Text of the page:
22. Over the past two years, two to six demonstrators have accounted for a vast majority of the signs and structures that continuously occupy a large portion of Lafayette Park. For example, on September 4, 1984, there were sixty-seven signs, one doghouse, one bookcase, many piles and boxes of assorted materials, numerous plastic garbage bags, a beer keg and a metal cart in Lafayette Park. At the same time, there were four


demonstrators. Admin. Rec. at I.D.61. At approximately the same time, there were nine unoccupied tents in another part of the Park with two demonstrators present. Admin. Rec. at I.D.66.

23. In July of 1985, there were seventy-seven signs in Lafayette Park, ranging in size from two feet by three feet to a sign eight feet by twenty-four feet. Admin. Rec. at I.F.1-39. There were three signs that measured twelve feet by fifteen feet and thirteen signs that were at least eight feet wide. Id. One of these signs indicated that thirty-three of the total number of signs belonged to two persons who had been in the Park since June of 1981. Admin. Rec. I.F.4. In addition to signs, there were various structures in the Park, including, chairs, a grocery cart, desks, parking cones and a ladder. Admin. Rec. at I.F.7-39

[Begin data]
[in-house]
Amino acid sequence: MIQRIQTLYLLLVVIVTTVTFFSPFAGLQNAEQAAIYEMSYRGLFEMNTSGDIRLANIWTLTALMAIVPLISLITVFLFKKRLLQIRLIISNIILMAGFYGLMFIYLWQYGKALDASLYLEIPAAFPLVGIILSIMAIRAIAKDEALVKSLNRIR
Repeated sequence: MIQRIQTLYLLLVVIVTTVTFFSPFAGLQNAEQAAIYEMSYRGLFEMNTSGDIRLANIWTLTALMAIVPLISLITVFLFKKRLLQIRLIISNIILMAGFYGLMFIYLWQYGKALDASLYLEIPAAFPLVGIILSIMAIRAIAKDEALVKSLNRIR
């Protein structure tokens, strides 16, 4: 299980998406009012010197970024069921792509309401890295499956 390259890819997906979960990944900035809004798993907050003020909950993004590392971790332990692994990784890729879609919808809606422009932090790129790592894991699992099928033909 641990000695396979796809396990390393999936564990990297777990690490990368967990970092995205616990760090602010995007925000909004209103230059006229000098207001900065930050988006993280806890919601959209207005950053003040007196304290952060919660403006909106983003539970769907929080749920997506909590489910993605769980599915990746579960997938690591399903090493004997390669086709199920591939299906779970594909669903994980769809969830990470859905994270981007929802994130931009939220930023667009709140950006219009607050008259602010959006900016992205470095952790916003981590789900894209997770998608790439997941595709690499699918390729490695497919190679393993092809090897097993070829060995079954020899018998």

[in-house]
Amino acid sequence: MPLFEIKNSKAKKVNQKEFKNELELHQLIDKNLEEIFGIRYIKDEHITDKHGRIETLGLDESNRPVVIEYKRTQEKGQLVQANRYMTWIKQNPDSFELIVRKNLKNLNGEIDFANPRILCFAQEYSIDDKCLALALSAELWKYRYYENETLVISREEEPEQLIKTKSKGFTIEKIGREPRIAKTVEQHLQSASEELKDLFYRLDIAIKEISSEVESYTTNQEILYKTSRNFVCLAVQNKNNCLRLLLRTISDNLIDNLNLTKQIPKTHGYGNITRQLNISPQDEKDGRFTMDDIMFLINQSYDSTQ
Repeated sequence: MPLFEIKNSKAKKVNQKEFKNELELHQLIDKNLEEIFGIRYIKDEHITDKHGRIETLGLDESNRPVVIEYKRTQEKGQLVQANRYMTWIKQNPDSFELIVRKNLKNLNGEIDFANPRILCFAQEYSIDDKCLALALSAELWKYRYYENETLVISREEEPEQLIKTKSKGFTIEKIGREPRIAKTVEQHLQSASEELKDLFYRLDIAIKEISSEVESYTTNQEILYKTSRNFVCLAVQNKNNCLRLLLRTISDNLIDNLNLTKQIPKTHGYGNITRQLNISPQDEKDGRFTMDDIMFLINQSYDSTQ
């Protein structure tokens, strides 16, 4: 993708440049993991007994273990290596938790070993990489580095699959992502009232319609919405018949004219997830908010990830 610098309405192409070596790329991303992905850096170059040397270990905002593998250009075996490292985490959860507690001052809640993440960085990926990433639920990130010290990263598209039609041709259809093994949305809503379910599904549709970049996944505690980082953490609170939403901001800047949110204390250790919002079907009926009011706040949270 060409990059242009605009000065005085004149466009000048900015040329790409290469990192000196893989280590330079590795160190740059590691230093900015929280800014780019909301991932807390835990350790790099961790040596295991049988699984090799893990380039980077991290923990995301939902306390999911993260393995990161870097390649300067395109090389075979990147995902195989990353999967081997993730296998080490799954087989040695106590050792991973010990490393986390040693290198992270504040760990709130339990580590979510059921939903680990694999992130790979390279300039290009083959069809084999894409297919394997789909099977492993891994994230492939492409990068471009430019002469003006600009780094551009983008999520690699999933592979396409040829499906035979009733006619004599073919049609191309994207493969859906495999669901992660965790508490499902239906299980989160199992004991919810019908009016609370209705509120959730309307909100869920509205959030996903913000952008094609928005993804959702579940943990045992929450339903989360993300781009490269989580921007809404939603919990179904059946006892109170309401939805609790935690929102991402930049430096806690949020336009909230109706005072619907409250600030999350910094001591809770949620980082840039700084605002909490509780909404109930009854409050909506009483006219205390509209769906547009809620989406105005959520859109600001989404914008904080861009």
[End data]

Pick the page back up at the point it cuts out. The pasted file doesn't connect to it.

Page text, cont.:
24. During the past two years, individuals have brought a large number and variety of structures into the Park. See generally, Admin. Rec. at I.J.1-254. For example, several two and three story structures have been built in Lafayette Park. Admin. Rec. at I.J.2, 89, 100, 108, 112, 136-137, 143, 163, 207, 232, and 253. Desks, chairs, bookcases, carts, doors, podiums, tents, and a porcelain toilet have all appeared in the Park. Admin. Rec. at I.D.17 and 19; I.J.30, 36, 38, 40, 53, 55, 56, 58, 67, 69, 78, 85, 86, 88, 92, 103, 104, 121-122, 150, 159-161, 200, and 235. One individual filled a broken grocery cart with trash, stating that it was a symbolic structure. Admin. Rec. at I.D.72 and 117. The presence of these items have often created a dump- like appearance in the Park. Admin. Rec. at I.J.56-60, 67, 72,